South Africa: Visas & Health


All visitors to South Africa must have a passport which is valid for at least 6 months beyond their intended departure date from South Africa. Visitors to southern Africa must ensure they have sufficient blank VISA pages (not endorsement pages) in their passports, with at least two consecutive/side by side blank pages. Our recommendation is 3 pages (or even 4 if you are travelling through more than one country on your journey). If there is insufficient space in the passport then entry into a country could be denied.

Visitors must also be in possession of outward travel documents and have sufficient funds for the duration of their stay.

Citizens of most European and Commonwealth countries and the USA do not require a visa for entry into South Africa.

For further information please refer to the relevant authorities:

South Africa Tourism:

South African Embassy in New York:

Any applicable visas and/or relevant documentation are the responsibility of the traveler.


There are a few basic health matters that require care and attention. The following points are recommended guidelines only – all travelers should visit either their personal physician or a travel health clinic 4-8 weeks prior to departure.

A yellow fever vaccination certificate is required from travelers over 1 year of age arriving from countries with risk of yellow fever transmission, including Tanzania and Zambia, and for all travelers having transited through the airport of a country with risk of yellow fever transmission. Please note that if you are traveling to both Zambia and South Africa on the same itinerary (even if you are only transiting through Zambia – regardless of the amount of time spent at the airport) you must have either a yellow fever certificate or a medical exemption certificate, otherwise the South African authorities can refuse entry or quarantine for up to 6 days.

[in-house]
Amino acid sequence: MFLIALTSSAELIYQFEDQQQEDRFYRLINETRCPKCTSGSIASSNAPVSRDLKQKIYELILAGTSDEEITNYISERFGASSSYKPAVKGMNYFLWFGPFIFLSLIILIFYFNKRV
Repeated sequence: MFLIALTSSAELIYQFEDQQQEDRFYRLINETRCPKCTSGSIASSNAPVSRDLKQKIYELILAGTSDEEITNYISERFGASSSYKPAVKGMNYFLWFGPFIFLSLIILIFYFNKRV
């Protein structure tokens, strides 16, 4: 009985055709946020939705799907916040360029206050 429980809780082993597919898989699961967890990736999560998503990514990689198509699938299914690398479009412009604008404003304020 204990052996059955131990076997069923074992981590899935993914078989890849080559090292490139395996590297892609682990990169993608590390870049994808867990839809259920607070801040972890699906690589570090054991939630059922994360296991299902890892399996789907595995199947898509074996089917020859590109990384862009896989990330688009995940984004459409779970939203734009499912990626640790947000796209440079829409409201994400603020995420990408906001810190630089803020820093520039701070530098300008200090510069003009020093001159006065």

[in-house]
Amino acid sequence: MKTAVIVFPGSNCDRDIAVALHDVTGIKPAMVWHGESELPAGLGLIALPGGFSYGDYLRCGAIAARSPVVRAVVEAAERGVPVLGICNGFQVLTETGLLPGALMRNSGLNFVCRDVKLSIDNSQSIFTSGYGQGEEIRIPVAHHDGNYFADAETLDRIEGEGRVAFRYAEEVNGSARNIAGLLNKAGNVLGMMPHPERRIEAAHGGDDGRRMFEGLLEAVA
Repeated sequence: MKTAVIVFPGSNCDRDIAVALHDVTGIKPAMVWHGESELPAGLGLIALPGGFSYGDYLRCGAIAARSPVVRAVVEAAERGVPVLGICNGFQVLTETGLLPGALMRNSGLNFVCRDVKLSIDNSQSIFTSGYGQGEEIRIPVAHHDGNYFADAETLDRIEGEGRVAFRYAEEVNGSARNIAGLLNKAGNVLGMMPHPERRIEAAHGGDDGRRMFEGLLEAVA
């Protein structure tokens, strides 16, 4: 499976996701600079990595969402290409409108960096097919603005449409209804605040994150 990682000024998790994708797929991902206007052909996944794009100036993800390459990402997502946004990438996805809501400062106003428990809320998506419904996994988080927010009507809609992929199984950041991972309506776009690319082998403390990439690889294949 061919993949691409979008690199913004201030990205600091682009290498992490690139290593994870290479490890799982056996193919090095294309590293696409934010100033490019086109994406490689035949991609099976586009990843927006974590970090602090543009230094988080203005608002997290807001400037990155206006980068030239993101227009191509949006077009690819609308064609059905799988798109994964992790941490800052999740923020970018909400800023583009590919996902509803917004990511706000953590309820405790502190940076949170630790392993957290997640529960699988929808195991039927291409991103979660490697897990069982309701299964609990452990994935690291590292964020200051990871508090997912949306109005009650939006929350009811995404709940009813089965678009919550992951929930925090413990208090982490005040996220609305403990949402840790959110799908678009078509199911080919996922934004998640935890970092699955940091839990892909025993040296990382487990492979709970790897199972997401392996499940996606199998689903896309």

A number of vaccinations are recommended for South Africa. For further up to date information please refer to the relevant authorities:

National Travel Health Network and Centre – South Africa:

Centers for Disease Control & Prevention – Travelers’ Health, South Africa:

Malaria is found in the following areas of South Africa:

  • There is a high risk of malaria in South Africa in the low altitude areas of Mpumalanga and Limpopo which border Mozambique and Zimbabwe. This includes Kruger National Park. The areas bordering these are low risk.
  • There is also a high risk of malaria in northeast KwaZulu-Natal as far south as Jozini and a low risk between Jozini and Richards Bay.

If visiting these areas you will almost certainly be prescribed a course of anti-malarial tablets. However please also remember that the best precaution is the preventative kind:

  • Avoid being bitten by using mosquito repellents liberally. The safari camps often provide a locally made repellent but please bring your own as there may be skin sensitivity.
  • Wear long-sleeved shirts and trousers/slacks in the evenings.
  • Please use the mosquito net over your bed where supplied/available.
  • Where provided, please use the insecticide supplied to kill any mosquitoes that may have flown into your room.
  • Mosquito coils are also effective.

Malaria is transmitted by a very small percentage of female Anopheles mosquitoes. They are mainly active in the early evening and throughout the night. Malaria transmission is at its highest during the warmer and wetter months of November through to April. From May through to October the risks of acquiring malaria are reduced.

There is a six to seven day minimum incubation period before symptoms present themselves. If you become ill on your return, while still on prophylaxis or even once you have stopped taking them, ensure that your doctor does everything to establish that your illness is not malaria. Malaria can be prevented if you are sensible and take basic precautions. It is inadvisable for pregnant woman to visit malarial areas as malaria infection during pregnancy can be detrimental to mother and child.